Four high school students look to redefine themselves after graduation.
You May Also Like
A group of Iraq War veterans goes on the run from U.S. military forces while they try to clear their names after being framed for a crime they didn’t commit. Along the way, Col. Hannibal Smith, Capt. H.M. ‘Howling Mad’ Murdock , Sgt. Bosco ‘B.A.’ Baracus, and Lt. Templeton ‘Faceman’ Peck help out various people they encounter.
When Hong Kong Inspector Lee is summoned to Los Angeles to investigate a kidnapping, the FBI doesn’t want any outside help and assigns cocky LAPD Detective James Carter to distract Lee from the case. Not content to watch the action from the sidelines, Lee and Carter form an unlikely partnership and investigate the case themselves.
Katt Williams ushers in Kattpacalypse, exploding with more energy than an atomic bomb and riffing on everything from Doomsday to Obama. Katt Williams has been the best selling urban comic in the last 10 years and proved to have explosive sales across all platforms from DVD to tours.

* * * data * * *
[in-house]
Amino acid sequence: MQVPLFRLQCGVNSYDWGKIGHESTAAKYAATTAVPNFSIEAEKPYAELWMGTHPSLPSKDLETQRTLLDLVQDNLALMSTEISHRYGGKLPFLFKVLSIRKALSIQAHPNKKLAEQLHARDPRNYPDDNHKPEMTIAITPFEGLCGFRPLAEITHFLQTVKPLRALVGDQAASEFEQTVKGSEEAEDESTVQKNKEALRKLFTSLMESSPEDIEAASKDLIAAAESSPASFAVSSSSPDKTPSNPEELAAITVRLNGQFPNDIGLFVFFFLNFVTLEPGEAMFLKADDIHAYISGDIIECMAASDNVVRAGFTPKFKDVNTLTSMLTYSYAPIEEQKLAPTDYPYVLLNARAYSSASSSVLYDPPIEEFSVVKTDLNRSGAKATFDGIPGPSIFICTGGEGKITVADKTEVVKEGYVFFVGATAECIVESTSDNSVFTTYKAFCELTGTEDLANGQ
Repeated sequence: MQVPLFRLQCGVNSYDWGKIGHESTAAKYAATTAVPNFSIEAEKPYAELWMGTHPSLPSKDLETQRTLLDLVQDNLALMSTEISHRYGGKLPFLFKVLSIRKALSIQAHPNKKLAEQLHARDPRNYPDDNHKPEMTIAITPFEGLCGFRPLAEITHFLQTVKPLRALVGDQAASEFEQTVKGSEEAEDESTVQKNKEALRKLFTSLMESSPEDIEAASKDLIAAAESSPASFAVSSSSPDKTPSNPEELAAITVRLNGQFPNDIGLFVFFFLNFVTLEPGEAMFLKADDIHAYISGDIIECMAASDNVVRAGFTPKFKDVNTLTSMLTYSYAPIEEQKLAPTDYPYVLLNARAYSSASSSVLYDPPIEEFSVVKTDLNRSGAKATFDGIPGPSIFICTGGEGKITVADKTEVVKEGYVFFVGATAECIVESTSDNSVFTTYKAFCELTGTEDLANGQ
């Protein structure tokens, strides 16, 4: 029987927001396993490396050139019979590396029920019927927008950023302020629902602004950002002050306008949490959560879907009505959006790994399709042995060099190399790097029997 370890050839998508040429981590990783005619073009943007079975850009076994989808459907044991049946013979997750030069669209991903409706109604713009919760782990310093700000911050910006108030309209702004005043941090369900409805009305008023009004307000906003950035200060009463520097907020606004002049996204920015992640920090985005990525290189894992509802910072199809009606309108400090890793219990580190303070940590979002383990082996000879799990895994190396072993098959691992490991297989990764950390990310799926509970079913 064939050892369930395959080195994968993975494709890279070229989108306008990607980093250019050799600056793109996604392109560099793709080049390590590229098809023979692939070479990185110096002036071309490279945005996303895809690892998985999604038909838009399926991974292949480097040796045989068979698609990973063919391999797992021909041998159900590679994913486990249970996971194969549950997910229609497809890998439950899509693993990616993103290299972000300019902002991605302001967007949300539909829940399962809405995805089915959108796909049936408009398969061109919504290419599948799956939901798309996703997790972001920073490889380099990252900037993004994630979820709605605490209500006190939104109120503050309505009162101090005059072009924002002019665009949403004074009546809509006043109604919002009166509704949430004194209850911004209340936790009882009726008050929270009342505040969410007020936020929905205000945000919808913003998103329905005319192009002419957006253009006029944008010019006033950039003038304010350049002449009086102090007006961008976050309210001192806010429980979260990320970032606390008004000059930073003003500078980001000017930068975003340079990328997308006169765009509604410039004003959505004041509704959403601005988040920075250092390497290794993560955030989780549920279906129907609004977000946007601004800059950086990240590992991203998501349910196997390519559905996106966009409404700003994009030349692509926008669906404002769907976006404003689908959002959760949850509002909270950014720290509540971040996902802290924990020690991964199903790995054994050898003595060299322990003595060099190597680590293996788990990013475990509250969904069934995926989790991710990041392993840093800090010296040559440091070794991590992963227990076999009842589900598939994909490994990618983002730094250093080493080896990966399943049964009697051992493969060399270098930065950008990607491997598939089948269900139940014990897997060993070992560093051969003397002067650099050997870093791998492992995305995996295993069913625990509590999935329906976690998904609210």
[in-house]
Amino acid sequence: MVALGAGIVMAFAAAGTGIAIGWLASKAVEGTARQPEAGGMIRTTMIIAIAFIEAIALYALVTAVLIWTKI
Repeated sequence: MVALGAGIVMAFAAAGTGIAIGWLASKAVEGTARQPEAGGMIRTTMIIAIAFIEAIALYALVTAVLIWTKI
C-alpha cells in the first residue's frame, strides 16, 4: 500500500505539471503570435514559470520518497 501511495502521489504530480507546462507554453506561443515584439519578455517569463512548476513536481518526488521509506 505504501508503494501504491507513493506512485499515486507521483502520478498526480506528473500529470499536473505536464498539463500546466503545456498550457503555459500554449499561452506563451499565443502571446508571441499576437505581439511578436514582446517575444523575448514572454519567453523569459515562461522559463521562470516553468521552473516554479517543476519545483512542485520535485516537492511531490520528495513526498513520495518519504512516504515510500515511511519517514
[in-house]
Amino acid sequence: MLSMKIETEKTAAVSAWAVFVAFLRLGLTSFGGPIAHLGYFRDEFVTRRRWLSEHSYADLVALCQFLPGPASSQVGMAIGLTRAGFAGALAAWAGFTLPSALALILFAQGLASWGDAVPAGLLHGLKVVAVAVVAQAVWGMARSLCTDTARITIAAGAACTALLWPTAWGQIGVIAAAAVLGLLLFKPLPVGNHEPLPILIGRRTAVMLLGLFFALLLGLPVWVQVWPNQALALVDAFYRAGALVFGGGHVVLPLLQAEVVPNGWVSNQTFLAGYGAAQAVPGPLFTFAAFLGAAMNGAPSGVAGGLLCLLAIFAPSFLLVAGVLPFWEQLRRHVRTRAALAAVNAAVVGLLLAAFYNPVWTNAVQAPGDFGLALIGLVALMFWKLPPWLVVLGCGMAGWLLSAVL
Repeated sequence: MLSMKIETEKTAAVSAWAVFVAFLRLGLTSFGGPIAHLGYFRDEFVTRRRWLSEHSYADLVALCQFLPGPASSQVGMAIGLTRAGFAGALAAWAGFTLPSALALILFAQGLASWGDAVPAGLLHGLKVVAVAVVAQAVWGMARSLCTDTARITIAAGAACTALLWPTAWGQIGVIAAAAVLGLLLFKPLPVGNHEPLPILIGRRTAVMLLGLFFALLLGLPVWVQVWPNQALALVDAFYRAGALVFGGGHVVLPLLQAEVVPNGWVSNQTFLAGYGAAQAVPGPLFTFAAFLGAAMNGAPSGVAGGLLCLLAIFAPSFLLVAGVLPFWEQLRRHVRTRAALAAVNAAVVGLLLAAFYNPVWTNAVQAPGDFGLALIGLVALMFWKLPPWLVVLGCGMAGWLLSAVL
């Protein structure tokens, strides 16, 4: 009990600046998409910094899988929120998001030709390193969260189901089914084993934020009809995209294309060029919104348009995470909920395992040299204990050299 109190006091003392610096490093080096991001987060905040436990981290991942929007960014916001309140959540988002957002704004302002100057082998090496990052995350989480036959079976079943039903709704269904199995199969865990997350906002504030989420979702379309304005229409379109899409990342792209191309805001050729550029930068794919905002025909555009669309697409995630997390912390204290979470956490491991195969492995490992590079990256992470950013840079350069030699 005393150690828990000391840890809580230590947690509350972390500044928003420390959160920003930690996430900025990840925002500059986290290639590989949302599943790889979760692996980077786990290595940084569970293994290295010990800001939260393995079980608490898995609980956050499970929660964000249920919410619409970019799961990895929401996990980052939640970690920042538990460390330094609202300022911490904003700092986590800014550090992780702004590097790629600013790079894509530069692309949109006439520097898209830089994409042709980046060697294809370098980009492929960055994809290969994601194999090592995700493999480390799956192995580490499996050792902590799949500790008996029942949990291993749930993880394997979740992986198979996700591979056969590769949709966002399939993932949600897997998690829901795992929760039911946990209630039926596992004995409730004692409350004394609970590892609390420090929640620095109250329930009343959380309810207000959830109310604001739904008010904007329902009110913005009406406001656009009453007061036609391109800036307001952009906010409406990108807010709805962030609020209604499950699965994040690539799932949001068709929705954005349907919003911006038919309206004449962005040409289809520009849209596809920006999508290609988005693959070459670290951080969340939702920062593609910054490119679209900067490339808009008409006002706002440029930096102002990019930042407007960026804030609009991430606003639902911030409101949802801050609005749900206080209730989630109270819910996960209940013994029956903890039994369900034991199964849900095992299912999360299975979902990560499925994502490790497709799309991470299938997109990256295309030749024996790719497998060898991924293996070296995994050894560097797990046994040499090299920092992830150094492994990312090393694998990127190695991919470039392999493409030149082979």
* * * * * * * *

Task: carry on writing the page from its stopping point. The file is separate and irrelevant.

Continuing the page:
After successfully won the Tokyo qualifying tournament, Chihaya and her friends are set to go on to the nationals. As they prepare, Chihaya is faced with new personal issues as her childhood friend and inspiration, Arata, has announced that he has quit competitive karuta. Not only that, but a new rival emerges in the reigning female champion karuta player, Shinobu Wakamiya, a karuta prodigy who became the nation’s and the world’s greatest female karuta player as a 9th grader. All of this forces Chihaya to reexamine her love of the game in the midst of preparing for one of the biggest tournaments of the year.
A lighthearted take on director Yasujiro Ozu’s perennial theme of the challenges of intergenerational relationships, Good Morning tells the story of two young boys who stop speaking in protest after their parents refuse to buy a television set. Ozu weaves a wealth of subtle gags through a family portrait as rich as those of his dramatic films, mocking the foibles of the adult world through the eyes of his child protagonists. Shot in stunning color and set in a suburb of Tokyo where housewives gossip about the neighbors’ new washing machine and unemployed husbands look for work as door-to-door salesmen, this charming comedy refashions Ozu’s own silent classic I Was Born, But . . . to gently satirize consumerism in postwar Japan.